by: Brandy Haslam, MBA
Halloween is a time for haunted houses, ghost and goblins, scary stories and terrifying clown movies. We love scaring ourselves. That exhilarating feeling we get from the best haunted houses and scariest movies is something we don’t often get the rest of the year.
I personally love haunted houses and make it an effort every year to find the scariest one. This year one of the haunted houses I went to had an insane asylum theme. Creepy I know! The thought of mad scientists, crazy experiments, and even crazier outcomes is a thrill. Perhaps because unconventional and experimental ways of treating patients used to be a real and undoubtedly scary occurrence.
Although these types of things have a place in history, clinical trial participation to this day continues to carry the stigma of mad scientists, dark dungeons and guinea pigs.
While clinical trials aren’t for everyone, participation shouldn’t be scary and here are a few reasons why.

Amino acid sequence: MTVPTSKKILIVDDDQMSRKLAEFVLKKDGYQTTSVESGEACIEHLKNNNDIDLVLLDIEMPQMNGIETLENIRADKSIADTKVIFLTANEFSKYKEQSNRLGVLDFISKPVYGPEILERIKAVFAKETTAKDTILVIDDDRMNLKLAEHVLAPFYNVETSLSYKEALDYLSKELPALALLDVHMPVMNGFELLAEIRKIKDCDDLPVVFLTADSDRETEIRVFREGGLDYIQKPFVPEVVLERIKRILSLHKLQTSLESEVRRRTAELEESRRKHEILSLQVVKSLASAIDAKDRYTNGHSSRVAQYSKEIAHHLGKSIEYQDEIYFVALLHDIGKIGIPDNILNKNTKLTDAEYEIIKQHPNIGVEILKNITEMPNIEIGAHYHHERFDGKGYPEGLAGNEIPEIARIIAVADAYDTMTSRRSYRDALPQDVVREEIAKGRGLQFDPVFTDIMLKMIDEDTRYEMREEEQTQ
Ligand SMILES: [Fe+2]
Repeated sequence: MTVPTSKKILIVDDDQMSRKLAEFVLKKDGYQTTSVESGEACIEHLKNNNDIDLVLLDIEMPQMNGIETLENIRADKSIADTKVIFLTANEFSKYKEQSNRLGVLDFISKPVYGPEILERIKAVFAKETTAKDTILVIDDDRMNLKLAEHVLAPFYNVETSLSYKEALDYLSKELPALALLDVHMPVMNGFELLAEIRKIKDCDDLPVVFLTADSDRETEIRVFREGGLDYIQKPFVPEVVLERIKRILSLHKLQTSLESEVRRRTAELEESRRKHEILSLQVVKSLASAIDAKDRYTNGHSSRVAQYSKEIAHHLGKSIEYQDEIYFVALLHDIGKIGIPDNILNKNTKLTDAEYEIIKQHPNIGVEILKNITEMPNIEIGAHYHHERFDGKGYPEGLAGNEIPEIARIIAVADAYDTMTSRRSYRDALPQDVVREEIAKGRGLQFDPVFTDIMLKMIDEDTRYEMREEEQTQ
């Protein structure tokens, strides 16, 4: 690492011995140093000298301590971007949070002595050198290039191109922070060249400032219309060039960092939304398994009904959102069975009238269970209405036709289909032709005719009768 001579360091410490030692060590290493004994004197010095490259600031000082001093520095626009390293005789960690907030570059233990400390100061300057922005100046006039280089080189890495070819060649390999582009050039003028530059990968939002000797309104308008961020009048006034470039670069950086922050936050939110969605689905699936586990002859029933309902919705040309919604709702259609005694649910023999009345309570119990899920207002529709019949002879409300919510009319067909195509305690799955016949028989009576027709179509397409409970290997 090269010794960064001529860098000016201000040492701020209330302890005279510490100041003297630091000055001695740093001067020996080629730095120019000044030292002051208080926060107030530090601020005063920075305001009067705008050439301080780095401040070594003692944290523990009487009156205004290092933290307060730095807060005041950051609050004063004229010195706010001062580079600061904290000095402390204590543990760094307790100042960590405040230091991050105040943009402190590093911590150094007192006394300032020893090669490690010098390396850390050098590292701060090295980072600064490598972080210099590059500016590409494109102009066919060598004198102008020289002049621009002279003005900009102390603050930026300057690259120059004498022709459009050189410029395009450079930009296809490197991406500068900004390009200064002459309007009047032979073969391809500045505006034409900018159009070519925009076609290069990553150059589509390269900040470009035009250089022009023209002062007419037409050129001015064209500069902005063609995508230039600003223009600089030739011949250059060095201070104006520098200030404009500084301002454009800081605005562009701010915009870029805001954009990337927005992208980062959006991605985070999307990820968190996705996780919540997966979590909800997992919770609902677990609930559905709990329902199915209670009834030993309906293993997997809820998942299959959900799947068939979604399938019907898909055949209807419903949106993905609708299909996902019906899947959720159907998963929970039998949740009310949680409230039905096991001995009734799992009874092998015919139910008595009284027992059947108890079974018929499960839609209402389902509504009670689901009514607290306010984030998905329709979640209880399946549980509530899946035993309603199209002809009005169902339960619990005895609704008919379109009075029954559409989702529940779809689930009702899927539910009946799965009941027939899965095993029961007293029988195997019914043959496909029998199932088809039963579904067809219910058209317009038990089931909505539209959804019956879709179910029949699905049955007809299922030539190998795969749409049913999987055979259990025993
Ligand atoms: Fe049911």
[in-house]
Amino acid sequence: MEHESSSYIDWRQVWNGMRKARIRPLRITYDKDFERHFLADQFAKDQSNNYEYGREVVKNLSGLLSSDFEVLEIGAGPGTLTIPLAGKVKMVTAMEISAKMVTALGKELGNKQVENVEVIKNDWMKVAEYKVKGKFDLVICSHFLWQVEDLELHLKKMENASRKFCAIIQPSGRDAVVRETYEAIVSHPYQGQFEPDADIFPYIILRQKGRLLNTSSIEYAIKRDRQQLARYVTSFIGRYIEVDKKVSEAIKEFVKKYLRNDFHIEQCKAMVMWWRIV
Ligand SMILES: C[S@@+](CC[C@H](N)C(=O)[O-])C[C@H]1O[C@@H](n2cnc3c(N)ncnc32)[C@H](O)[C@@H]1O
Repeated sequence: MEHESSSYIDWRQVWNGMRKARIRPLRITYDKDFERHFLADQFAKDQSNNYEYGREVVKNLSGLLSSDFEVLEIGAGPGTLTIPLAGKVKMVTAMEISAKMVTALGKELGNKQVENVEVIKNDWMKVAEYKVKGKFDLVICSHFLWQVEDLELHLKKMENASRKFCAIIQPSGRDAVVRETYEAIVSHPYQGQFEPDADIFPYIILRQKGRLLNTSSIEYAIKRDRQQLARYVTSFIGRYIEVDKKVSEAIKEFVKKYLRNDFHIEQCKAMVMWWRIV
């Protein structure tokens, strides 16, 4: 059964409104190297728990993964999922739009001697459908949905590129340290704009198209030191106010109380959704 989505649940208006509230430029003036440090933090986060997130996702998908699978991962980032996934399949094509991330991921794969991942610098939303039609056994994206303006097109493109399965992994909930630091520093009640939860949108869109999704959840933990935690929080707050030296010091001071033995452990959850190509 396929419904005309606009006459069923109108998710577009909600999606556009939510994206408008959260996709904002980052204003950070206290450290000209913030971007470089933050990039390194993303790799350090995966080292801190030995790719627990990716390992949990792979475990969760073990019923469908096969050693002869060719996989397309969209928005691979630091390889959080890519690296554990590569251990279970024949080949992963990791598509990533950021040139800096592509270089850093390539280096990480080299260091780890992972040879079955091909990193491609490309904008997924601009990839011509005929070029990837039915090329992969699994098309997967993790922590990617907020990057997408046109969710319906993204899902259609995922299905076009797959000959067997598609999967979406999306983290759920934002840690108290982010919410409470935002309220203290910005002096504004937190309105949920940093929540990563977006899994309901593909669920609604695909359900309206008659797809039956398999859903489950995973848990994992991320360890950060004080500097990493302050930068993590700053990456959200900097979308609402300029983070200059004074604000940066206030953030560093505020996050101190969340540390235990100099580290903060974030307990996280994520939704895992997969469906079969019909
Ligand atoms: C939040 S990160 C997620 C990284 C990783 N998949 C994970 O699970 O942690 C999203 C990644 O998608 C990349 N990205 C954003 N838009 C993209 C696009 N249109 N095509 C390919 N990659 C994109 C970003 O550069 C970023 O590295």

1. Board-certified physicians and medical staff care for you throughout the entire duration of a trial. Participants in studies say that they received a higher level of care during the study than they receive with their primary care physician.
2. Institutional Review Boards (IRB) protect your rights. All clinical trials are closely monitored by the IRB to ensure safe practices and protect the rights and welfare of all patients. This is something that is not available with normal standard of care at your physician’s office.
3. Clinical trials are free and no insurance is required. Those that participate can receive thousands of dollars in free care and possible treatment. Although placebo is possible in some trials, your medical team will provide standard of care if you are not responding to treatment.
4. Participants have a chance to learn how to better control their medical conditions and help advance medicine. Physicians and medical staff help you learn more about the causes of your medical condition and new ways you can gain control. You also have the opportunity to help physicians find treatments that may work better and more effectively than current options.
The unknown can be scary, we know. Part of erasing the stigma of clinical trial participation is education and understanding. We encourage you to take an active role in your health by learning how to get involved in clinical trials in your area. Find studies at MyLocalStudy.com or visit the US Department of Health and Human Services for information about clinical trials.